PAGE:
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How to assure maximum growth

post #1 of 18
Thread Starter 
I'm getting a Maine Coon kitten soon. A male that is not neutered. I have a contract with the breeder to have the kitten neutered at 7 or 8 months. I want to see this cat reach it's full size potential. The cat will be 16 weeks old or so when I receive it. What can I do to assure this cat reaches it's maximum size (not fat) potential?
post #2 of 18
Good quality food and plenty of exercise. Are you planning on showing this kitten? If so, since its a larger breed, see if the breeder will allow up to a year before neutering unless he's spraying earlier. For showing, the males need to get the full width of the head.

Charlie was neutered at 3 months old and he might not get the wider head of a male that has not been neutered. Hopefully it will broaden some more, but there's not guarentee. He's got the body, just that his head is not as wide like his unneutered nephew (same age - almost a year for them).
post #3 of 18
Thread Starter 
He'll be a pet. not for show. So, it appears I need to delay neutering as long as possible, feed him the best and get him as much exercise as possible. No supplements that might work?
post #4 of 18
Thread Starter 
What might you suggest as adequate exercise? It's just me and the cat, and I have a job. He'll be strictly an indoor cat too.
post #5 of 18
Qualtiy kitten food ... ask the breeder what they feed and research the food ... SOme breeders know alot about food and feeding and others dont.... Maine coons grow for 3-5 yrs so likely kitten food till 18 months to 24 months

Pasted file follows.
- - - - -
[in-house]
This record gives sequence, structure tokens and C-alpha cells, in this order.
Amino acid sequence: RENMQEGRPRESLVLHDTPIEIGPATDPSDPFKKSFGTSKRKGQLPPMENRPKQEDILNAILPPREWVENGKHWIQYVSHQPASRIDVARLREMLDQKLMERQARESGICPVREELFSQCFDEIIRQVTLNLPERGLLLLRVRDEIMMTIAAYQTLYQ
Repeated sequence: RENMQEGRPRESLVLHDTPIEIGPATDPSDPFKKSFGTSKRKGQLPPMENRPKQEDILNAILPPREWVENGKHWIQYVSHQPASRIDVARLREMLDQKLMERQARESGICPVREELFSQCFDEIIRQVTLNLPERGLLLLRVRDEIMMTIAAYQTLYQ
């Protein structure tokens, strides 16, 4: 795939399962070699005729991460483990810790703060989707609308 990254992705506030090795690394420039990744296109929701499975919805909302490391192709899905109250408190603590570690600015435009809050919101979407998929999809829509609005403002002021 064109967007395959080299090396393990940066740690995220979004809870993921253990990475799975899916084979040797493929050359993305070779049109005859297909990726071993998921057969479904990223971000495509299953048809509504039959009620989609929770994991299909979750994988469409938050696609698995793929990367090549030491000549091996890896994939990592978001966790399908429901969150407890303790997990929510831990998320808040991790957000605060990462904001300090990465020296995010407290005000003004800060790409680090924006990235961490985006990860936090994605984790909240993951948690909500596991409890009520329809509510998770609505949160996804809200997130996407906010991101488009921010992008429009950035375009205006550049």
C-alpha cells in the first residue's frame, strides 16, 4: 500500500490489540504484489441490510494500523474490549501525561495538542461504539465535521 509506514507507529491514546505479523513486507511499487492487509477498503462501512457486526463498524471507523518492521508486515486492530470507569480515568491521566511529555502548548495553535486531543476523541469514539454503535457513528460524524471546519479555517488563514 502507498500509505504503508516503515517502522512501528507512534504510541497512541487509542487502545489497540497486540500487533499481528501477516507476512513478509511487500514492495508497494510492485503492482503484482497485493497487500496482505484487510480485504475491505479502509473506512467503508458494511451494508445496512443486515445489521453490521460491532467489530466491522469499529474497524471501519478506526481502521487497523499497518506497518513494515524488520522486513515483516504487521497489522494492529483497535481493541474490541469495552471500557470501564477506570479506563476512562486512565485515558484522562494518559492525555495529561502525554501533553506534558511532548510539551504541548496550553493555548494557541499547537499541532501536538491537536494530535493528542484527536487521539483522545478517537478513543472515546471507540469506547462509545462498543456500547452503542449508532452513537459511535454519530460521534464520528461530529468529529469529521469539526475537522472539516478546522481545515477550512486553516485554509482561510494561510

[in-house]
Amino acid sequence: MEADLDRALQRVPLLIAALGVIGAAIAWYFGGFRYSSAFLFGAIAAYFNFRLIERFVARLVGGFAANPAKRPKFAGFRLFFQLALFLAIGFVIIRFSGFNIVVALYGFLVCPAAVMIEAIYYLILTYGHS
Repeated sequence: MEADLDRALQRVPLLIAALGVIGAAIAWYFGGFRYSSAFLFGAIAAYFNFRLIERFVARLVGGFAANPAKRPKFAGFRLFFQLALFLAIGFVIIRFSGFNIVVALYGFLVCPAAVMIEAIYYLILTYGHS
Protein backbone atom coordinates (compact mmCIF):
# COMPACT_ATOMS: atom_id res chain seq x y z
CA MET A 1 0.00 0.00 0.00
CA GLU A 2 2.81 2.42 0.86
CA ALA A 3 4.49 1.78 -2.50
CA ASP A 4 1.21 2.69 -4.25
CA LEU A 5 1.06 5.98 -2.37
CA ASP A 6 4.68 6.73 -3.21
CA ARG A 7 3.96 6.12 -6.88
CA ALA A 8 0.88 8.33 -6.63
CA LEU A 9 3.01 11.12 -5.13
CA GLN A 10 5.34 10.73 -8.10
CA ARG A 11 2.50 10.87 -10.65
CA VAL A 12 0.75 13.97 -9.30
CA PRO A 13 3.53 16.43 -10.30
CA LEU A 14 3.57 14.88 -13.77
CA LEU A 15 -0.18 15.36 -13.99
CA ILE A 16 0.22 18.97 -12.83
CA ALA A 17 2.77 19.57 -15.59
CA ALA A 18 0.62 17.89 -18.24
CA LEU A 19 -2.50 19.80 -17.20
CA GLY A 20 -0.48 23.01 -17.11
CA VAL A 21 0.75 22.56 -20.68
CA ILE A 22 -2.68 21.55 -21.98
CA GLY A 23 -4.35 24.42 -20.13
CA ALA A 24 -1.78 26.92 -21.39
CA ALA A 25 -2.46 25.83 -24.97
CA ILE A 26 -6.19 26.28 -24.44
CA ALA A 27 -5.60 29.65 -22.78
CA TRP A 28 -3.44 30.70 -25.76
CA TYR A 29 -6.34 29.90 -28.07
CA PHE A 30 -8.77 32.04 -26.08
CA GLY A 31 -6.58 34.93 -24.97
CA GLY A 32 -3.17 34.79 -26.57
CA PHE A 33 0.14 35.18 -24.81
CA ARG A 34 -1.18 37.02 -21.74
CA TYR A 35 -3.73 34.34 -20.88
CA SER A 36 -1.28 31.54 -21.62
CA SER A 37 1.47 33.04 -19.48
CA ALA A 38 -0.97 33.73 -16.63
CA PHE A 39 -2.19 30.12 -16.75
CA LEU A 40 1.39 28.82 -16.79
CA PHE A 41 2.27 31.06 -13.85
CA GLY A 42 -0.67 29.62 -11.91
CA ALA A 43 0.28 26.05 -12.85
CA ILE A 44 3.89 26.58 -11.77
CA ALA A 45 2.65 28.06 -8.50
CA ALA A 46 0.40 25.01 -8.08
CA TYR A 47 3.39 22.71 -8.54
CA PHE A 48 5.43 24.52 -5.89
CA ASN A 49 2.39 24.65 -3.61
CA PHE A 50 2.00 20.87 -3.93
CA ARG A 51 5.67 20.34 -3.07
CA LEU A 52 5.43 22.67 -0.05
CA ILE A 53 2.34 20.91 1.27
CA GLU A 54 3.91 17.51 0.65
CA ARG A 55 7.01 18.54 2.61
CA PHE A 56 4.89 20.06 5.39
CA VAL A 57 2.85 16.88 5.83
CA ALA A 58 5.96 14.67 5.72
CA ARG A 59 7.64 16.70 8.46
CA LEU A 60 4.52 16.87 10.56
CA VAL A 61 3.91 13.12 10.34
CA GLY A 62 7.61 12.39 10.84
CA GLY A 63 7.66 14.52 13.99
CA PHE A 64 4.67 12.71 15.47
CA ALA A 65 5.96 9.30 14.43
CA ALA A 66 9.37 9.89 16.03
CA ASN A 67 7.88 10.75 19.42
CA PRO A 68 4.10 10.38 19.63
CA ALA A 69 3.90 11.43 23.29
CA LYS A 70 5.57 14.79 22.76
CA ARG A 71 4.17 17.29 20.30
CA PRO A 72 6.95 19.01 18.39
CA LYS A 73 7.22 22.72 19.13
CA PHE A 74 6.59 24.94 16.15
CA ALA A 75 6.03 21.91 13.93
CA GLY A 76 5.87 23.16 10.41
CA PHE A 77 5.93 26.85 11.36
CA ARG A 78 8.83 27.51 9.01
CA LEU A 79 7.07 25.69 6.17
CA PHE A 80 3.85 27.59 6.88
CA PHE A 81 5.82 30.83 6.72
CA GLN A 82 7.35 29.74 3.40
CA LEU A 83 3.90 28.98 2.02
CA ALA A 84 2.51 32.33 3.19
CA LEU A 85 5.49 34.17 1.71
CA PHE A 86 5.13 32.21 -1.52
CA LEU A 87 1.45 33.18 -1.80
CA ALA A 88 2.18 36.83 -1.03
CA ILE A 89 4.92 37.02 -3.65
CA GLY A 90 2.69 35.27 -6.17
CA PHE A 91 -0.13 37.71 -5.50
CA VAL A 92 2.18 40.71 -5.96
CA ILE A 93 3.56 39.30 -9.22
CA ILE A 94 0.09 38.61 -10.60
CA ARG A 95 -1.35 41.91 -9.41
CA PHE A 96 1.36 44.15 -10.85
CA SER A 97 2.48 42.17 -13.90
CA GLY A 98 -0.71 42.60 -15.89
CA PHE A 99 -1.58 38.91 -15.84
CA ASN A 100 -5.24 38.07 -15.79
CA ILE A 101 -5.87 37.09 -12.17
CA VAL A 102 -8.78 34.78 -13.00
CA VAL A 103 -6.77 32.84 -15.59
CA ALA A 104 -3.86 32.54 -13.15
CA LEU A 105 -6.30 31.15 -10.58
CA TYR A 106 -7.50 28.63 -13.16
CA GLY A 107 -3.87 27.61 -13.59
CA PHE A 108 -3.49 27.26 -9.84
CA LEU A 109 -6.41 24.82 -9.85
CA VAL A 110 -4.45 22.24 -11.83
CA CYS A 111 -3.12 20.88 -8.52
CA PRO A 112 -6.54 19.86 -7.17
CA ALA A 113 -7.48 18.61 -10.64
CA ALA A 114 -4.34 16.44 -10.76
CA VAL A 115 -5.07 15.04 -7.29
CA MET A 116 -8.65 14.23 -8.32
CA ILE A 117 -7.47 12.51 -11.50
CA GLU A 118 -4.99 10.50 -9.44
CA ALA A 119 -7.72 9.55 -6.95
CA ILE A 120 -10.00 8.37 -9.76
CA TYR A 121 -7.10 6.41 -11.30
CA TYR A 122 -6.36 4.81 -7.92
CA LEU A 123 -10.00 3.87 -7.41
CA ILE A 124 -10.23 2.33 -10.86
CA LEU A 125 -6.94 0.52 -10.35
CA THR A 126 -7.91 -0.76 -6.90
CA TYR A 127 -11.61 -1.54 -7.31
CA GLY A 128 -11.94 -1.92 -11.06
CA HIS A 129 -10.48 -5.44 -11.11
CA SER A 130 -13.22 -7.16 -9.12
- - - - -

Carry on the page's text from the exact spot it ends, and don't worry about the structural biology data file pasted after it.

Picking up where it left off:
post #6 of 18
Personally, I kind of think genetics has a lot to do with it. I have a larger breed as well, who was neutered at 12 weeks, and he still has the very wide head and cheeks. He gets good quality food, and is pretty large (13 pounds) at 1 year 4 months.
post #7 of 18
I have two Maine Coons and they were both neutered at 9 months. One is 18lbs and the other is 17lbs. They both have very large heads (and huge paws). Size has a lot to do with genetics, maybe find out what size the parents are and that should give you an idea of where kitty will end up. Just keep in mind that if you delay neutering too long they can start to spray
post #8 of 18
Thread Starter 
No No! I don't want a male cat spraying the apartment. So, you're cats weren't spraying at 9 months? I'm afraid the breeder would be quite upset with me if I waited that long to neuter the little guy.
post #9 of 18
The local Maine Coon breeder, cattery named Felis Wonder (now fairly famous since his cats did very well in the show rings last season) neuters at 5-6 months and frankly, I see no difference in size/length in his cats - neutered or entire. True enough Coons are a slow maturing breed but honestly, from what I can see from his coons, early neutering makes no difference at all!
post #10 of 18
Quote:
Originally Posted by Abymummy View Post
True enough Coons are a slow maturing breed but honestly, from what I can see from his coons, early neutering makes no difference at all!
I've read a study that says early neutered cats grow larger than later neutered. Will find it and post the link.

http://www.cfa.org/articles/health/early-neuter.html

Quote:
The kittens were divided into three groups:

* Group 1 (11 kittens) were neutered or spayed at 7 weeks of age.
* Group 2 (11 kittens) were neutered or spayed at 7 months.